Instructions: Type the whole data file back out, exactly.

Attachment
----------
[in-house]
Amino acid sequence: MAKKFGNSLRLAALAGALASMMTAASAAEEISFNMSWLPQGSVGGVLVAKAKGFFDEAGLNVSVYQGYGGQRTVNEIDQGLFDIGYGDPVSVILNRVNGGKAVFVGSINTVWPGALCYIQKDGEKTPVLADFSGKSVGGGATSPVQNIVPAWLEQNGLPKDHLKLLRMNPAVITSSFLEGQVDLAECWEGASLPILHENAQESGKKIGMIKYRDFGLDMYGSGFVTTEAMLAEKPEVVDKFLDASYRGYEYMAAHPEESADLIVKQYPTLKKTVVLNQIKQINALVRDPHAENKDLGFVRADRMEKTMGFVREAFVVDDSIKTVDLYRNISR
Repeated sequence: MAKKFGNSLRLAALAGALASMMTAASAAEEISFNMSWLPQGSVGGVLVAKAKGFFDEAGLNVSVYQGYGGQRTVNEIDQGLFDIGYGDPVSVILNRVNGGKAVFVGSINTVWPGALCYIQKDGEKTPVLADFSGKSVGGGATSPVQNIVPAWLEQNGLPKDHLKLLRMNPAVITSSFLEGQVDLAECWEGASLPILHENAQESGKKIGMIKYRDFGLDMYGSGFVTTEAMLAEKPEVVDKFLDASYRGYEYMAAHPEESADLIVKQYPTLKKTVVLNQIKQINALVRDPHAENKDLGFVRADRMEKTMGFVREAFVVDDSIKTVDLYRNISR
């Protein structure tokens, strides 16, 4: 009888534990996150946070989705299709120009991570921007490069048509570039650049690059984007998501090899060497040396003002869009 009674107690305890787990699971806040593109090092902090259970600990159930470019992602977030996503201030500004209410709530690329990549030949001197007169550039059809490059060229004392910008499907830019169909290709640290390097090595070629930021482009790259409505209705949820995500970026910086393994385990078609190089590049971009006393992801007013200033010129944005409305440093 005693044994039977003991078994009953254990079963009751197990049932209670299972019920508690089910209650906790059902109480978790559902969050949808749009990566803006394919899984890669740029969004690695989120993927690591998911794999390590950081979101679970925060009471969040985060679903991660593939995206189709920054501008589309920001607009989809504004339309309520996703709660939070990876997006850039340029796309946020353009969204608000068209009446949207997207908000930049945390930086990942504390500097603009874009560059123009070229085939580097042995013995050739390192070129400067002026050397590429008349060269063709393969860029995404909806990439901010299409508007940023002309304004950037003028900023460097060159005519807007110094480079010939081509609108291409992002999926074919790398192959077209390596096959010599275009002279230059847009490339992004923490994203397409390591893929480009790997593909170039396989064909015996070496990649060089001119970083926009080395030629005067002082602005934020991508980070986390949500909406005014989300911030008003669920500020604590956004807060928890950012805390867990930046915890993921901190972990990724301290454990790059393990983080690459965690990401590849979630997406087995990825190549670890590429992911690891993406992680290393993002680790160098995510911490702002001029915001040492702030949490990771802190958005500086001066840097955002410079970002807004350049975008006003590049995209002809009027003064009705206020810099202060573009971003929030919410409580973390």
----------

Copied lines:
[in-house]
Amino acid sequence: MAKKFGNSLRLAALAGALASMMTAASAAEEISFNMSWLPQGSVGGVLVAKAKGFFDEAGLNVSVYQGYGGQRTVNEIDQGLFDIGYGDPVSVILNRVNGGKAVFVGSINTVWPGALCYIQKDGEKTPVLADFSGKSVGGGATSPVQNIVPAWLEQNGLPKDHLKLLRMNPAVITSSFLEGQVDLAECWEGASLPILHENAQESGKKIGMIKYRDFGLDMYGSGFVTTEAMLAEKPEVVDKFLDASYRGYEYMAAHPEESADLIVKQYPTLKKTVVLNQIKQINALVRDPHAENKDLGFVRADRMEKTMGFVREAFVVDDSIKTVDLYRNISR
Repeated sequence: MAKKFGNSLRLAALAGALASMMTAASAAEEISFNMSWLPQGSVGGVLVAKAKGFFDEAGLNVSVYQGYGGQRTVNEIDQGLFDIGYGDPVSVILNRVNGGKAVFVGSINTVWPGALCYIQKDGEKTPVLADFSGKSVGGGATSPVQNIVPAWLEQNGLPKDHLKLLRMNPAVITSSFLEGQVDLAECWEGASLPILHENAQESGKKIGMIKYRDFGLDMYGSGFVTTEAMLAEKPEVVDKFLDASYRGYEYMAAHPEESADLIVKQYPTLKKTVVLNQIKQINALVRDPHAENKDLGFVRADRMEKTMGFVREAFVVDDSIKTVDLYRNISR
């Protein structure tokens, strides 16, 4: 009888534990996150946070989705299709120009991570921007490069048509570039650049690059984007998501090899060497040396003002869009 009674107690305890787990699971806040593109090092902090259970600990159930470019992602977030996503201030500004209410709530690329990549030949001197007169550039059809490059060229004392910008499907830019169909290709640290390097090595070629930021482009790259409505209705949820995500970026910086393994385990078609190089590049971009006393992801007013200033010129944005409305440093 005693044994039977003991078994009953254990079963009751197990049932209670299972019920508690089910209650906790059902109480978790559902969050949808749009990566803006394919899984890669740029969004690695989120993927690591998911794999390590950081979101679970925060009471969040985060679903991660593939995206189709920054501008589309920001607009989809504004339309309520996703709660939070990876997006850039340029796309946020353009969204608000068209009446949207997207908000930049945390930086990942504390500097603009874009560059123009070229085939580097042995013995050739390192070129400067002026050397590429008349060269063709393969860029995404909806990439901010299409508007940023002309304004950037003028900023460097060159005519807007110094480079010939081509609108291409992002999926074919790398192959077209390596096959010599275009002279230059847009490339992004923490994203397409390591893929480009790997593909170039396989064909015996070496990649060089001119970083926009080395030629005067002082602005934020991508980070986390949500909406005014989300911030008003669920500020604590956004807060928890950012805390867990930046915890993921901190972990990724301290454990790059393990983080690459965690990401590849979630997406087995990825190549670890590429992911690891993406992680290393993002680790160098995510911490702002001029915001040492702030949490990771802190958005500086001066840097955002410079970002807004350049975008006003590049995209002809009027003064009705206020810099202060573009971003929030919410409580973390």